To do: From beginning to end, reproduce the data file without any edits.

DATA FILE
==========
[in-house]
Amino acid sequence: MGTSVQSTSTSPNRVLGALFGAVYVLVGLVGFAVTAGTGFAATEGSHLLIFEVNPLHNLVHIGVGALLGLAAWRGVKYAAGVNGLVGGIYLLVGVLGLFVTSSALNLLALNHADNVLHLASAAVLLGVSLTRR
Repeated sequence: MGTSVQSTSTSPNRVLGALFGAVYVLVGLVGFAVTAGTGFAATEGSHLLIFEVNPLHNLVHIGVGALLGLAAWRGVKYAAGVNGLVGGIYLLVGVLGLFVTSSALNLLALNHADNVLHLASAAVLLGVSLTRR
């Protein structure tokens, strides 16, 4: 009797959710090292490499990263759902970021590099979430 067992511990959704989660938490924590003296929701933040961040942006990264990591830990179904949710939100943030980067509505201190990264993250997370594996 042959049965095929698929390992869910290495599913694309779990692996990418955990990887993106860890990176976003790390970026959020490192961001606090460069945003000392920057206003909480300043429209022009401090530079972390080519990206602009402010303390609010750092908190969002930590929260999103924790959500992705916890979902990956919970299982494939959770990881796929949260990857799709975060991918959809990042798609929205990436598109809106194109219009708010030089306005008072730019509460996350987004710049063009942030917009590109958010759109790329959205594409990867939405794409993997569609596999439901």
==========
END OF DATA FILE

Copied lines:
[in-house]
Amino acid sequence: MGTSVQSTSTSPNRVLGALFGAVYVLVGLVGFAVTAGTGFAATEGSHLLIFEVNPLHNLVHIGVGALLGLAAWRGVKYAAGVNGLVGGIYLLVGVLGLFVTSSALNLLALNHADNVLHLASAAVLLGVSLTRR
Repeated sequence: MGTSVQSTSTSPNRVLGALFGAVYVLVGLVGFAVTAGTGFAATEGSHLLIFEVNPLHNLVHIGVGALLGLAAWRGVKYAAGVNGLVGGIYLLVGVLGLFVTSSALNLLALNHADNVLHLASAAVLLGVSLTRR
């Protein structure tokens, strides 16, 4: 009797959710090292490499990263759902970021590099979430 067992511990959704989660938490924590003296929701933040961040942006990264990591830990179904949710939100943030980067509505201190990264993250997370594996 042959049965095929698929390992869910290495599913694309779990692996990418955990990887993106860890990176976003790390970026959020490192961001606090460069945003000392920057206003909480300043429209022009401090530079972390080519990206602009402010303390609010750092908190969002930590929260999103924790959500992705916890979902990956919970299982494939959770990881796929949260990857799709975060991918959809990042798609929205990436598109809106194109219009708010030089306005008072730019509460996350987004710049063009942030917009590109958010759109790329959205594409990867939405794409993997569609596999439901």